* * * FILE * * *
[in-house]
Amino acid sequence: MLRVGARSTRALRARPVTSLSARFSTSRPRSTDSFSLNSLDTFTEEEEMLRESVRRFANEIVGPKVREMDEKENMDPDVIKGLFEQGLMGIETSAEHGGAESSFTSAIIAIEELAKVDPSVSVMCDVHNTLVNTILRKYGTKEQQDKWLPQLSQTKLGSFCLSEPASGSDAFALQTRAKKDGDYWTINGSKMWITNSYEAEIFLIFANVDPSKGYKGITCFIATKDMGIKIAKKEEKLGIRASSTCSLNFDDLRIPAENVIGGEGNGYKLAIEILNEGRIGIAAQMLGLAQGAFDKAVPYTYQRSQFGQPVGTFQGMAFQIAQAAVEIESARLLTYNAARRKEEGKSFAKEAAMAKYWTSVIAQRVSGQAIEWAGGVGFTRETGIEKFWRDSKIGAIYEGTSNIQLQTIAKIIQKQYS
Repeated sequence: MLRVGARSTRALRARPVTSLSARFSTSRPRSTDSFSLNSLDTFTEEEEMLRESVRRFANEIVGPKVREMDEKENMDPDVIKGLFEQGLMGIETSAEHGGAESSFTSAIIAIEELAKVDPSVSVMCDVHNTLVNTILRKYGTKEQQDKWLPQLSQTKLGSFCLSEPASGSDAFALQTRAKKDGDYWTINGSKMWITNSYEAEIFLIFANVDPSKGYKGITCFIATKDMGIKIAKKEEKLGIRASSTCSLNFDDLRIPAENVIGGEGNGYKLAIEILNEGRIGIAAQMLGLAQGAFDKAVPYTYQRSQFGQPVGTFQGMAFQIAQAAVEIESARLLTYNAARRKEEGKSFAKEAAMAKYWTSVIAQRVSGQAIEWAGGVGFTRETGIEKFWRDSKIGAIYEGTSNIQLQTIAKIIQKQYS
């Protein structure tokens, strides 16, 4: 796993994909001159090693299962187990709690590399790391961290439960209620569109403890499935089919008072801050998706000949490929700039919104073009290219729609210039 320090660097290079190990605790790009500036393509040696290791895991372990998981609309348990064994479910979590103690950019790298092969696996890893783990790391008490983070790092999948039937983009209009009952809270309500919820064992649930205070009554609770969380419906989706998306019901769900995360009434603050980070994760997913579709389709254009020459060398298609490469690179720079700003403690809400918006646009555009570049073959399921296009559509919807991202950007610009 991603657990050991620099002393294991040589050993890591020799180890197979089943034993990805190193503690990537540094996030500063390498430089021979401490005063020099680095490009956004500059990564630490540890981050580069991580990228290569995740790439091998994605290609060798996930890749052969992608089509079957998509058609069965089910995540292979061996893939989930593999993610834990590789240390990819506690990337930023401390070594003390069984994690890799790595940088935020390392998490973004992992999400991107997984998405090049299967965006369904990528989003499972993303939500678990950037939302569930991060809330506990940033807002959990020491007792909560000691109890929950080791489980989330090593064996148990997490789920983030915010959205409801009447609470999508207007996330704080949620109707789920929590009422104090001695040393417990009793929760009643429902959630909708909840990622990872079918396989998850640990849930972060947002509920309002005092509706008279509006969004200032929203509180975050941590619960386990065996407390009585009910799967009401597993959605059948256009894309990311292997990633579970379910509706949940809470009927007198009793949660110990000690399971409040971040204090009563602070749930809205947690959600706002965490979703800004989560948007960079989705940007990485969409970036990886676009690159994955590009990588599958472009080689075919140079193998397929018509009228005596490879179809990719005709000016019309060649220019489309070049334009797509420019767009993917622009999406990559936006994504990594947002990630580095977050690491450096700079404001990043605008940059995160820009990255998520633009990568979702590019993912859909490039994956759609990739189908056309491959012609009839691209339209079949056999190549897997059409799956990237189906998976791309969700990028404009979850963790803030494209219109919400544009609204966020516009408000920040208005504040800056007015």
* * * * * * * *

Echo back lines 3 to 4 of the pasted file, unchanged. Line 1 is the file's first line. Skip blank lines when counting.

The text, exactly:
Repeated sequence: MLRVGARSTRALRARPVTSLSARFSTSRPRSTDSFSLNSLDTFTEEEEMLRESVRRFANEIVGPKVREMDEKENMDPDVIKGLFEQGLMGIETSAEHGGAESSFTSAIIAIEELAKVDPSVSVMCDVHNTLVNTILRKYGTKEQQDKWLPQLSQTKLGSFCLSEPASGSDAFALQTRAKKDGDYWTINGSKMWITNSYEAEIFLIFANVDPSKGYKGITCFIATKDMGIKIAKKEEKLGIRASSTCSLNFDDLRIPAENVIGGEGNGYKLAIEILNEGRIGIAAQMLGLAQGAFDKAVPYTYQRSQFGQPVGTFQGMAFQIAQAAVEIESARLLTYNAARRKEEGKSFAKEAAMAKYWTSVIAQRVSGQAIEWAGGVGFTRETGIEKFWRDSKIGAIYEGTSNIQLQTIAKIIQKQYS
């Protein structure tokens, strides 16, 4: 796993994909001159090693299962187990709690590399790391961290439960209620569109403890499935089919008072801050998706000949490929700039919104073009290219729609210039 320090660097290079190990605790790009500036393509040696290791895991372990998981609309348990064994479910979590103690950019790298092969696996890893783990790391008490983070790092999948039937983009209009009952809270309500919820064992649930205070009554609770969380419906989706998306019901769900995360009434603050980070994760997913579709389709254009020459060398298609490469690179720079700003403690809400918006646009555009570049073959399921296009559509919807991202950007610009 991603657990050991620099002393294991040589050993890591020799180890197979089943034993990805190193503690990537540094996030500063390498430089021979401490005063020099680095490009956004500059990564630490540890981050580069991580990228290569995740790439091998994605290609060798996930890749052969992608089509079957998509058609069965089910995540292979061996893939989930593999993610834990590789240390990819506690990337930023401390070594003390069984994690890799790595940088935020390392998490973004992992999400991107997984998405090049299967965006369904990528989003499972993303939500678990950037939302569930991060809330506990940033807002959990020491007792909560000691109890929950080791489980989330090593064996148990997490789920983030915010959205409801009447609470999508207007996330704080949620109707789920929590009422104090001695040393417990009793929760009643429902959630909708909840990622990872079918396989998850640990849930972060947002509920309002005092509706008279509006969004200032929203509180975050941590619960386990065996407390009585009910799967009401597993959605059948256009894309990311292997990633579970379910509706949940809470009927007198009793949660110990000690399971409040971040204090009563602070749930809205947690959600706002965490979703800004989560948007960079989705940007990485969409970036990886676009690159994955590009990588599958472009080689075919140079193998397929018509009228005596490879179809990719005709000016019309060649220019489309070049334009797509420019767009993917622009999406990559936006994504990594947002990630580095977050690491450096700079404001990043605008940059995160820009990255998520633009990568979702590019993912859909490039994956759609990739189908056309491959012609009839691209339209079949056999190549897997059409799956990237189906998976791309969700990028404009979850963790803030494209219109919400544009609204966020516009408000920040208005504040800056007015």